Lschial Sores

The cavity of the ulcer consists of the ischial bursa but, as the condition progresses and extends, the ischial tuberosity increasingly pro-jects into the cavity and becomes the seat of chronic osteitis. An advance in the treatment of this type of ulcer has been reduction of the prominence of the ischial tuberosity jointly with the appropriate soft tissue surgery. Even where the bone is not pathologically involved it is still the main cause of the ulceration.

When planning the appropriate flap the patient should have the hip flexed to imitate the sitting posture to ensure that residual scars do not overlie the tuberosity. A useful flap is very broadly based medially along the greater part of the thigh and moved upwards.

A virtue in this situation is its generous dimensions which, on the one hand make it extremely safe, and on the other permit further rotation should the ulcer recur. An added advantage is that it provides simultaneous access to the ham-string muscles, and the atrophic remnant of the biceps muscle can be detached at its lower end and mobilised by dividing approximately half of the perforating vessels.

Lschial Sores

The muscle can then be rolled up and tucked into the dead space left by the ischiectomy.
An alternative possibility is the tensor fasciae latae flap. Used for this purpose the length of the flap required is rather greater than for the trochanteric ulcer, a flap of 30 cm or even more being needed. Where trochanteric and ischial ulcers coexist, the single flap may be able to cover both simultaneously.

Total obliteration of the pressure point by ischiectomy, used in conjunction with an appro-priate flap for skin cover, appeared to be a prom-ising advance when it was first introduced. The late results have shown up its deficiencies. The major defect as in all procedures in the para-plegic is the tendency to recurrent or fresh ulcera-tion.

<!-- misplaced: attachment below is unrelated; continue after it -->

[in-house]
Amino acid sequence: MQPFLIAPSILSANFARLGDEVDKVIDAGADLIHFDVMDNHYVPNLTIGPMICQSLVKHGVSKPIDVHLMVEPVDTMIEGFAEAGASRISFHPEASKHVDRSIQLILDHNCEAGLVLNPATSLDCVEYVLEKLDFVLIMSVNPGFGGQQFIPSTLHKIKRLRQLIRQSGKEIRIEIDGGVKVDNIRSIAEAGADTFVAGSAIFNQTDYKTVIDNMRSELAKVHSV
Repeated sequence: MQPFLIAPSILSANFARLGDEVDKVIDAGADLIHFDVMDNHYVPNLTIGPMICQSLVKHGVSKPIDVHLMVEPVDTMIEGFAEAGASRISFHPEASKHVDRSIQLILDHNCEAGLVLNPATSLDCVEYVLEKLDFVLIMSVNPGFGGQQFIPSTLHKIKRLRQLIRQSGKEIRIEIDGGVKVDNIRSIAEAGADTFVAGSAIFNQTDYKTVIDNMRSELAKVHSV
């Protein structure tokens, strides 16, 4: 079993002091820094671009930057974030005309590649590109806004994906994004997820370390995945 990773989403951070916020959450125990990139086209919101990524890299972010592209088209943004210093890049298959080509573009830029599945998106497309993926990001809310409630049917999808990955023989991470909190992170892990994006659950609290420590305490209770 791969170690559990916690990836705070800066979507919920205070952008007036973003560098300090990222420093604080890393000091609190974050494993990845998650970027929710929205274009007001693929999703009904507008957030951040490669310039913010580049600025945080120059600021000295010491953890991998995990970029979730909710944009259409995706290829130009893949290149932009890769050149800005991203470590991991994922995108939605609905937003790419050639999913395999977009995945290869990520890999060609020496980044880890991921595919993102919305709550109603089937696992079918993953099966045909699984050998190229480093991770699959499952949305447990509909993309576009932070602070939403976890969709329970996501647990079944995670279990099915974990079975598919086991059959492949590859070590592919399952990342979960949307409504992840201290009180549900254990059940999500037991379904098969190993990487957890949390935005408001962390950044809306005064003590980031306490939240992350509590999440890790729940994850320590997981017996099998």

The body weight has to be supported somewhere, and the effect of surgical procedures
is merely to transfer the pressure to a new area where a fresh sore is liable to develop. Following the use of ischiectomy, sores tend to develop on the posterior aspect of the thigh at trochanteric level and also towards the perineum and scro-tum.

Ulcers in these areas, particularly the perineoscrotal, are extremely intractable, and with flaps already used for ischial sores are very difficult to deal with surgically.
With the ischial ulcer it is better to compromise and, instead of carrying out a formal ischiecto-my, to restrict bony excision to the obvious area of projection.

In the lateral aspect of the thigh the fascia lata is markedly thickened to form the iliotibial tract, receiving into its upper part the insertions of glu-teus maximus behind and tensor fasciae latae further forward. As the tract passes distally it overlies vastus lateralis but there is no attach-ment between the two structures.

Tensor Fascioe Latae Flap

Although the fascia lata encircles the thigh the thickening which constitutes the iliotibial tract virtually ceases along a line dropped vertically from the anterior superior iliac spine. The tensor fasciae latae muscle is perfused in its lowest part from the ascending branches of the lateral femoral circumflex vessels which reach it about the level of the pubic tubercle. This supply appears to extend into the upper two-thirds of the iliotibial tract.

The tensor fasciae latae myocutaneous flap is